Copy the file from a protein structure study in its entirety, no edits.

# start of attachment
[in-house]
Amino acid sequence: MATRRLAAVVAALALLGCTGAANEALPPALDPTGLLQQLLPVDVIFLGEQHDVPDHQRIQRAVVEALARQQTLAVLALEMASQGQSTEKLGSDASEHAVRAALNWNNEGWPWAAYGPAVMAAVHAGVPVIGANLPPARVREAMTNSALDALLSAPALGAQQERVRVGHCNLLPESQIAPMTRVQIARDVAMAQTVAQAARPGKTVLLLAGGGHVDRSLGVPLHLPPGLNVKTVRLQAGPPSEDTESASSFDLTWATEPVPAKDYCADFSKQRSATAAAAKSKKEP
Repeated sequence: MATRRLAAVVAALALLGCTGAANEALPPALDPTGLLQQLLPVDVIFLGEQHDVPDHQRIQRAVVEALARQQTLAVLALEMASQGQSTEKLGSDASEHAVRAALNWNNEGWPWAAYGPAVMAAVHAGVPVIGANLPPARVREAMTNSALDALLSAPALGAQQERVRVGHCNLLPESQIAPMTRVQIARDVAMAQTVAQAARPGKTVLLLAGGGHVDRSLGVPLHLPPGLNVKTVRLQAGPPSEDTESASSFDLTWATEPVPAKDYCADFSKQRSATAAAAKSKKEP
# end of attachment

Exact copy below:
[in-house]
Amino acid sequence: MATRRLAAVVAALALLGCTGAANEALPPALDPTGLLQQLLPVDVIFLGEQHDVPDHQRIQRAVVEALARQQTLAVLALEMASQGQSTEKLGSDASEHAVRAALNWNNEGWPWAAYGPAVMAAVHAGVPVIGANLPPARVREAMTNSALDALLSAPALGAQQERVRVGHCNLLPESQIAPMTRVQIARDVAMAQTVAQAARPGKTVLLLAGGGHVDRSLGVPLHLPPGLNVKTVRLQAGPPSEDTESASSFDLTWATEPVPAKDYCADFSKQRSATAAAAKSKKEP
Repeated sequence: MATRRLAAVVAALALLGCTGAANEALPPALDPTGLLQQLLPVDVIFLGEQHDVPDHQRIQRAVVEALARQQTLAVLALEMASQGQSTEKLGSDASEHAVRAALNWNNEGWPWAAYGPAVMAAVHAGVPVIGANLPPARVREAMTNSALDALLSAPALGAQQERVRVGHCNLLPESQIAPMTRVQIARDVAMAQTVAQAARPGKTVLLLAGGGHVDRSLGVPLHLPPGLNVKTVRLQAGPPSEDTESASSFDLTWATEPVPAKDYCADFSKQRSATAAAAKSKKEP